2. They overlooked the fact that Wayne Williams had changed rooms since the last murder on their list. The room they identified as his was actually used by a relative.

  3. They ignored the fact that even in residential applications many of the exact same fibers were dyed the same color and used in rugs which are not the same model number as those used in the Williams’ house.

  4. They chose to narrow their analysis to a statistical area that doesn’t exist – the southeast. They also failed to allow for the possibility that the killer or killers lived elsewhere and traveled regularly to the area.

  5. They included only fibers said to have been used in carpets for residential applications, ignoring the fact that the same fiber could be found in many apartments and businesses.

  6. They ignored the fact that millions of pounds of the exact same fiber had been sold undyed to other manufacturers for use in applications such as car mats.

About the finer probability ration involving the car, Dettlinger points out that “the prosecution used metro Atlanta figures to show how rare this vehicle would be. This means the Williamses’ vehicle was not included because it was registered in Muscogee County, which is far from Atlanta.”

In addition, since four people had been in the Williams home regularly, that made four suspects, not one. “The prosecution summed up by saying that even though the fibers were common, it is the combination of fibers which could not be found in any other environment except the Wayne Williams environment. This gives us four or more suspects, not one, and more importantly: What about a Laundromat where the environments of hundreds, perhaps thousands of fibers are mixed and even clogged together in filters? Clifford Jones was killed in the back room of a Laundromat.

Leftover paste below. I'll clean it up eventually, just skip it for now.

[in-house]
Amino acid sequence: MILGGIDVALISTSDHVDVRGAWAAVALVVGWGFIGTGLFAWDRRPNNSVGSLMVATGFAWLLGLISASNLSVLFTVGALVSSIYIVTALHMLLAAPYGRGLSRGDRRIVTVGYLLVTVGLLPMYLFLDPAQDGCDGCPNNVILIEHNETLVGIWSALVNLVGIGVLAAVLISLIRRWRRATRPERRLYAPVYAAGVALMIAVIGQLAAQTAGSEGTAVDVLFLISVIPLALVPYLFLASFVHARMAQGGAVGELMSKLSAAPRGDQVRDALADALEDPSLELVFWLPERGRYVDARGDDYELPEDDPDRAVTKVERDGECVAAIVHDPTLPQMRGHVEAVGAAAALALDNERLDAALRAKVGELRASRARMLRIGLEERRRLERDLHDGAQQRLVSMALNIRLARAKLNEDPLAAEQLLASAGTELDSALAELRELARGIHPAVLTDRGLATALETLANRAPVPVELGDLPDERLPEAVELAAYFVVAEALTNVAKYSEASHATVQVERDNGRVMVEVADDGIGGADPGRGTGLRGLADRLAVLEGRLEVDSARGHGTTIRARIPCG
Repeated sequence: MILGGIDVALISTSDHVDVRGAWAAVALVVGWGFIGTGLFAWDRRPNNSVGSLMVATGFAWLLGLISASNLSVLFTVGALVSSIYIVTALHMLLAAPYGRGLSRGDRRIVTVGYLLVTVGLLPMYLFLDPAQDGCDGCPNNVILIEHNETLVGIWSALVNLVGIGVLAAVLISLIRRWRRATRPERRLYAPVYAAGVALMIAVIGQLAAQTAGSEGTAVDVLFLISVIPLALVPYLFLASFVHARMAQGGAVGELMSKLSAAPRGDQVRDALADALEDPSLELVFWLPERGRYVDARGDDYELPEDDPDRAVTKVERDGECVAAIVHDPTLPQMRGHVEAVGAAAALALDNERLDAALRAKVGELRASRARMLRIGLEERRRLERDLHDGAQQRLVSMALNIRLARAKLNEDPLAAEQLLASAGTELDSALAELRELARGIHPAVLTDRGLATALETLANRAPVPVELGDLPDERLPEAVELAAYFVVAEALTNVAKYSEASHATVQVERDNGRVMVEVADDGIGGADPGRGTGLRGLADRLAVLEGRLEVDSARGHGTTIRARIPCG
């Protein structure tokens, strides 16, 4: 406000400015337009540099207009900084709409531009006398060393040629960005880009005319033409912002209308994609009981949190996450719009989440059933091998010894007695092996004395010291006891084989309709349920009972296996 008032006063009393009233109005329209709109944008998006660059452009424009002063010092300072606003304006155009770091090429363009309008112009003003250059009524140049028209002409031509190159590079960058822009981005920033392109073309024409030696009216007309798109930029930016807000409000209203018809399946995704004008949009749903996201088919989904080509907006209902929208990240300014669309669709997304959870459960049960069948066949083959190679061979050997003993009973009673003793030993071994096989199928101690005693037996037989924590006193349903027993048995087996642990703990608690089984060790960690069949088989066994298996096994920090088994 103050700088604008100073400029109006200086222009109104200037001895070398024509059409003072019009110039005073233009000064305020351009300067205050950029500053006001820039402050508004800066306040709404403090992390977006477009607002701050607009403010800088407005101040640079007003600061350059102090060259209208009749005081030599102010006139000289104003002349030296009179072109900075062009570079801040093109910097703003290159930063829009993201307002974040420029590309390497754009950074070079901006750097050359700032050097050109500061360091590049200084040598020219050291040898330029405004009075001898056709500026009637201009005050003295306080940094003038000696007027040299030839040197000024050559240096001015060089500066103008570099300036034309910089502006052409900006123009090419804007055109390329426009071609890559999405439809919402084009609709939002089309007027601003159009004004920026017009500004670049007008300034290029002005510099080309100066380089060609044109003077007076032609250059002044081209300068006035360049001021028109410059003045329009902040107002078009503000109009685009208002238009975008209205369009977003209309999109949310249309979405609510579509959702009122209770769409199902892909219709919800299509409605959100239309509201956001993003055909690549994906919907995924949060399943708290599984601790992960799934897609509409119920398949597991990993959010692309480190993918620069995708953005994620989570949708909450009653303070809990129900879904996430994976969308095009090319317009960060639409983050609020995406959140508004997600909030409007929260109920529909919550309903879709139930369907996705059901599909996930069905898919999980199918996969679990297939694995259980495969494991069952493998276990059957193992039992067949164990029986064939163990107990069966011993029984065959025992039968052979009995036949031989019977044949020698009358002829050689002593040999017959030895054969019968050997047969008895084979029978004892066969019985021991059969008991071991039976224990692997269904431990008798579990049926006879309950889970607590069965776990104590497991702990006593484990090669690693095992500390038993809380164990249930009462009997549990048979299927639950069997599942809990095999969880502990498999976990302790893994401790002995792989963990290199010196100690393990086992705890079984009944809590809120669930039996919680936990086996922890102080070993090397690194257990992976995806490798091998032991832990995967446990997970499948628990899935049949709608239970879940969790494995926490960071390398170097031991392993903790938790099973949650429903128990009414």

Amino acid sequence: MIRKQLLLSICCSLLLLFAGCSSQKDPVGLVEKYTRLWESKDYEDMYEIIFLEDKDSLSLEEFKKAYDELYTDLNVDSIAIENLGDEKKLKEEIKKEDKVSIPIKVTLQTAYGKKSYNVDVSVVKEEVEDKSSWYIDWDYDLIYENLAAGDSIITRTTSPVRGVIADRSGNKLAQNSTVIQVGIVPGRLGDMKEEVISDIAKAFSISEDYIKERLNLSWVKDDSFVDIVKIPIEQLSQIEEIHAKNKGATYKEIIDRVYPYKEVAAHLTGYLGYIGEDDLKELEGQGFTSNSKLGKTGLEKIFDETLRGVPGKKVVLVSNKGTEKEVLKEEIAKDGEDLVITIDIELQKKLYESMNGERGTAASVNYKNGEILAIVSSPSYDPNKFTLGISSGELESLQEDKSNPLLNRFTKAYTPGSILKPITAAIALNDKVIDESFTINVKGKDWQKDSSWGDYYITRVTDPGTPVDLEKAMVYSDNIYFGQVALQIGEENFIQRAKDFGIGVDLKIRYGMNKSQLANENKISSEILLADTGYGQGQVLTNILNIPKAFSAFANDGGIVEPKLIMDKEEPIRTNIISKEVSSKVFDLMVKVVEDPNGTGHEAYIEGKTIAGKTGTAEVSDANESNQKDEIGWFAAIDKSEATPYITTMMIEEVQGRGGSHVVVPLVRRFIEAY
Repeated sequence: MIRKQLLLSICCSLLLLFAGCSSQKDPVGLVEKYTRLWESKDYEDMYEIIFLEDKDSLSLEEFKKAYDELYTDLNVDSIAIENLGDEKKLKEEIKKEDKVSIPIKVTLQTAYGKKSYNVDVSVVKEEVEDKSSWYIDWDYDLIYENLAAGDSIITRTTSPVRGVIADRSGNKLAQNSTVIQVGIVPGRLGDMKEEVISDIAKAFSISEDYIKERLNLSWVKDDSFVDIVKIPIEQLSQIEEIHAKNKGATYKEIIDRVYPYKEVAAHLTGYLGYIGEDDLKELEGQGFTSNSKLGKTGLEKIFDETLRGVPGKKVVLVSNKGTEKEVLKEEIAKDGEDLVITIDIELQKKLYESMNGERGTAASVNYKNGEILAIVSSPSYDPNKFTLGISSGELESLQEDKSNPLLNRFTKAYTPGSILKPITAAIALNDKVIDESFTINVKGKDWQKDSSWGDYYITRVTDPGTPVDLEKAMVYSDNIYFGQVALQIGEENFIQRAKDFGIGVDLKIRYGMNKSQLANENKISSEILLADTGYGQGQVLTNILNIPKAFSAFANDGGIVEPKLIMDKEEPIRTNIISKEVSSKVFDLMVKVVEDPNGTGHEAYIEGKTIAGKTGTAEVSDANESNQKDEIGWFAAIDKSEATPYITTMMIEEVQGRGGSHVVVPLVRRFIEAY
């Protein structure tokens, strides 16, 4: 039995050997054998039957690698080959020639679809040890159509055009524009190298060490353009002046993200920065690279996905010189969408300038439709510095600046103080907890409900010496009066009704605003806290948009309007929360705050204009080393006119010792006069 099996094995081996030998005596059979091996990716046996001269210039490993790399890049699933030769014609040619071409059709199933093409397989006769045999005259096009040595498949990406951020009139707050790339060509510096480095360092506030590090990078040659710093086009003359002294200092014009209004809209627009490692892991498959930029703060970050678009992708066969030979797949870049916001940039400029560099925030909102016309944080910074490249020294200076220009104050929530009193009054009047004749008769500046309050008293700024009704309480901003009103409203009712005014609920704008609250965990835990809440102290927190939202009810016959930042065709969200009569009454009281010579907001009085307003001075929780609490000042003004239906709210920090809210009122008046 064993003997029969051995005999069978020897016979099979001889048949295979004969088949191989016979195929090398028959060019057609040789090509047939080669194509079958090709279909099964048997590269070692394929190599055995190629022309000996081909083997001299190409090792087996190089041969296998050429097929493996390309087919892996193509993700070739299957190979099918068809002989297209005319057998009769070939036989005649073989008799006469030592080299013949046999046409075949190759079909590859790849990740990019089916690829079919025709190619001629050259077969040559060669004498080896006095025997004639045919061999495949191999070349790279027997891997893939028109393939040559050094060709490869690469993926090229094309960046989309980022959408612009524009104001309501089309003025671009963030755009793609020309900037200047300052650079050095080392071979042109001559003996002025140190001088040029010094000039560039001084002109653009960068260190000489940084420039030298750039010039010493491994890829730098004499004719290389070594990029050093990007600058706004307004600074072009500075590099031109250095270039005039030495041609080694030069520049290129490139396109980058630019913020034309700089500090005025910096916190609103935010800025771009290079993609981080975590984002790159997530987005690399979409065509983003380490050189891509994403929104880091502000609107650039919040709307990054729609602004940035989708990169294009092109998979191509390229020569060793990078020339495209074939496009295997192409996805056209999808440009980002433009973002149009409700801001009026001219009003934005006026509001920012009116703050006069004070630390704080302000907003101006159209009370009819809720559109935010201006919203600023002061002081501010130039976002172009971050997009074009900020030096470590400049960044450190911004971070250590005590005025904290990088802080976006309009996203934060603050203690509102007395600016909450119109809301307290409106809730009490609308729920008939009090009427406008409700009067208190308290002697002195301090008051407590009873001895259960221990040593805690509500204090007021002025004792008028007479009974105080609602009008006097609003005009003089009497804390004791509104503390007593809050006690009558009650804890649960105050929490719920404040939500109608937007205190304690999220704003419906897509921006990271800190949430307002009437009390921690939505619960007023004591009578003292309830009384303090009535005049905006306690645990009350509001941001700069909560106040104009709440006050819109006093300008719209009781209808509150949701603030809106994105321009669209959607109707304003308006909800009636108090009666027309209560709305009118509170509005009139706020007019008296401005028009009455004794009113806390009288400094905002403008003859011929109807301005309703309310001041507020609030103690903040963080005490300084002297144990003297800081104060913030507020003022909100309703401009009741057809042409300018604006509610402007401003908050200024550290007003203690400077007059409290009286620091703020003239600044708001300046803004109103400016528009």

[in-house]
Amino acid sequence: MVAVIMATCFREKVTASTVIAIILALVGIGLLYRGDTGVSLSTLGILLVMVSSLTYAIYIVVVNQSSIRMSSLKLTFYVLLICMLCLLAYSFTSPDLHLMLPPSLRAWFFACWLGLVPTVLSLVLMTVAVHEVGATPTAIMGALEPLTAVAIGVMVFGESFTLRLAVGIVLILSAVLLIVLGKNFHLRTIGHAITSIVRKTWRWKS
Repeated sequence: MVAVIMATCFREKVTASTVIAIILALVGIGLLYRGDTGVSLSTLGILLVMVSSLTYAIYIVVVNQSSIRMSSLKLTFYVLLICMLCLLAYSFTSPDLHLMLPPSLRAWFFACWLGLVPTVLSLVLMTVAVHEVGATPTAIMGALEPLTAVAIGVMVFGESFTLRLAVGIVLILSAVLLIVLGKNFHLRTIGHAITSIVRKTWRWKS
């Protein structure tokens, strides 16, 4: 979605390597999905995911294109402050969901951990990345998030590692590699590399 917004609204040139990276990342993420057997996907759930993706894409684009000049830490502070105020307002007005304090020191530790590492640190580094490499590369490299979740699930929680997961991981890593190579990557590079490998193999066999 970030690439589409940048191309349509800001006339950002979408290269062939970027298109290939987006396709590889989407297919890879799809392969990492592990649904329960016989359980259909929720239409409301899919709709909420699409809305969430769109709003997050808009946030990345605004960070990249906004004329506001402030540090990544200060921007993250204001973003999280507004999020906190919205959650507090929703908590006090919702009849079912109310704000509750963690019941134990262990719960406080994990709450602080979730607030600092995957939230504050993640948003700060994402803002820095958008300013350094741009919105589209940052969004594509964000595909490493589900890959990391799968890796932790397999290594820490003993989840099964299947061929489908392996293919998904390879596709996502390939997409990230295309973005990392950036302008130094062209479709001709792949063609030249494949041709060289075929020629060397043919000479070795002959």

“Clifford Jones was the final blow to the state’s fiber case. He was one of only seven who had the even remotely-unique Wellman fiber. However, both the FBI and the investigating officer agree with me that Jones was killed by someone other than Williams and the Jones case was not introduced at the trial even though the defense begged for its submission.”
Clearly the fiber probability ratio was not as impressive as it seemed.
This case was the first to have relied on this type of analysis for pivotal evidence, and several appeals justices noted that it was too weak: There were no eyewitnesses, weapon, motive, confession, or clear placement of Williams with any of the victims prior to their deaths. Exactly what did this evidence corroborate? It was not even that clear that the two victims had been murdered, and both were adult males, completely unlike any of the young boys used in the ten “pattern” cases. It seems obvious from the many problems in this case that fiber alone should not be a deciding factor.
The same can be said for shafts of hair that have only basic distinguishing characteristics. Nevertheless, trace evidence does have its place, as seen in the following investigation.


  • List the apparent strengths of the prosecution’s case.

  • List the obvious weaknesses.